Amber Run - Tom Sperring (bass), Joshua Keogh (vocals, guitar), Henry Wyeth (keyboard)

SPOTLIGHT ON ‚AMBER RUN‘
Amber Run go straight to red with third album Philophobia, soaring through anthemic rock, taking on the topic of Love – in all its conflicting evocations.

Photography BERT SPANGEMACHER
Text MADELEINE ARCHER

Philophobia is an overwhelming and unreasonable fear of falling in love. Through their third studio release, Nottingham 3-piece Amber Run explore the fear and elation of the universal emotion, from piano-driven instrumental opener ‘Leader Countdown’ into power-driven anthem ‘Neon Circus’, Muse-like guitars take the band through soaring rock and sober contemplation. Forming in 2012 whilst at the university of Nottingham, Joe Keogh (vocals & guitar), Tom Sperring (bass) and Henry Wyeth (keyboard) released their first album within the first year of playing together as a band, debuting with an album produced by Mike Crossey of Arctic Monkeys and Foals production fame. The influence remains, and album number three envelops the listener like a wave as the band asks, What Could Be as Lonely as Love?

4SEE met the boys from the midlands to find out more.

Amber Run - Henry Wyeth (keyboard), Tom Sperring (bass), Joshua Keogh (vocals, guitar)
Amber Run – Henry Wyeth (keyboard), Tom Sperring (bass), Joshua Keogh (vocals, guitar)
Eyewear Credits – Grey Ant, Coblens, Koberg

Band / Artist Name  Amber Run
Genre(s) Indie Rock
Member(s) and Instrument(s) Joshua Keogh (vocals & guitar), Tom Sperring (bass), Henry Wyeth (keys)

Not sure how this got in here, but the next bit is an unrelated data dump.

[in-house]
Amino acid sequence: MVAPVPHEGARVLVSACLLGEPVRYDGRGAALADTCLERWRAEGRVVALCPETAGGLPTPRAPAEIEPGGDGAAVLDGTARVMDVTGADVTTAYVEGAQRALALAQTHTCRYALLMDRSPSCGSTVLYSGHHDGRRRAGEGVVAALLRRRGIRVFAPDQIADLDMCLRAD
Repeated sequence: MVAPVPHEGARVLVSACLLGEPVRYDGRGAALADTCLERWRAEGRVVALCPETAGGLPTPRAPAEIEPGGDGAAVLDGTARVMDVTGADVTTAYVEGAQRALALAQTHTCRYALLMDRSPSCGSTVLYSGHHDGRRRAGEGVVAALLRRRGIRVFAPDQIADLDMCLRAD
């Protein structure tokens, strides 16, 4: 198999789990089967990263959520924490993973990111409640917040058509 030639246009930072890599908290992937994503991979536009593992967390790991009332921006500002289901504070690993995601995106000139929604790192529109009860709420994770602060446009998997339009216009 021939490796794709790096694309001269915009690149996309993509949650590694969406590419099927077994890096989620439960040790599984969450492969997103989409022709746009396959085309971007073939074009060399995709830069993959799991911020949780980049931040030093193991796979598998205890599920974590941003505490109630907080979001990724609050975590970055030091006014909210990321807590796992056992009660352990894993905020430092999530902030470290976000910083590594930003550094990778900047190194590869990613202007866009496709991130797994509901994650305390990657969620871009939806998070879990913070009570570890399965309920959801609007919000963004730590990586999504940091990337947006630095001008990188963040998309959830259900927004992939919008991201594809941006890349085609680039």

Based in  Nottingham, UK
Playing together since 2012
First album released “5am” in 2015
Freshest album “Philophobia” in 2019
Listen to us on iTunes/Spotfiy/YouTube

Amber Run - Joshua Keogh (vocals, guitar)
Amber Run – Joshua Keogh (vocals, guitar)

Describe your band / music / style in three words.
Dark Anthemic Post-pop.

What did you listen to when growing up?
All sorts – from Bowie and Queen to Led Zeppelin to Sonic Youth.

Music icon(s) and the reason why.
Radiohead and The National – they are timeless acts who have stuck around in the industry for a while and still making some of their best music to this day.

Amber Run - Henry Wyeth (keyboard), Joshua Keogh (vocals, guitar), Tom Sperring (bass)
Amber Run – Henry Wyeth (keyboard), Joshua Keogh (vocals, guitar), Tom Sperring (bass)
Eyewear Credits – Grey Ant, Koberg, Coblens,

Who are you listening to right now?
Lots of podcasts. Noah Gundersen and Djo.

What is the craziest / funniest thing that’s happened on tour?
Henry tells constant jokes – he’s really funny.

Favorite performance venues or music festivals? And why?
Colours of Ostrava is probably the coolest festival we’ve been to – really beautiful setting. Rock City in Nottingham, it’s a hometown thing and an iconic venue, the shows are always phenomenal.

Amber Run - Henry Wyeth (keyboard), Tom Sperring (bass), Joshua Keogh (vocals, guitar)
Amber Run – Henry Wyeth (keyboard), Tom Sperring (bass), Joshua Keogh (vocals, guitar)

Three words to describe your fans.
Owe them everything.

Favorite eyewear brand?
Persol.

What is next for you, an immediately upcoming tour or EP/Album?
We’ve just released our third record and are currently on tour in the UK, then heading out to the states in a few weeks. Hopefully more music soon!

Where do you see yourself in ten years‘ time, where would you like to see your band / music and at what scale?
We’d love to still be making music and touring. Hopefully we continue to evolve as we have so far.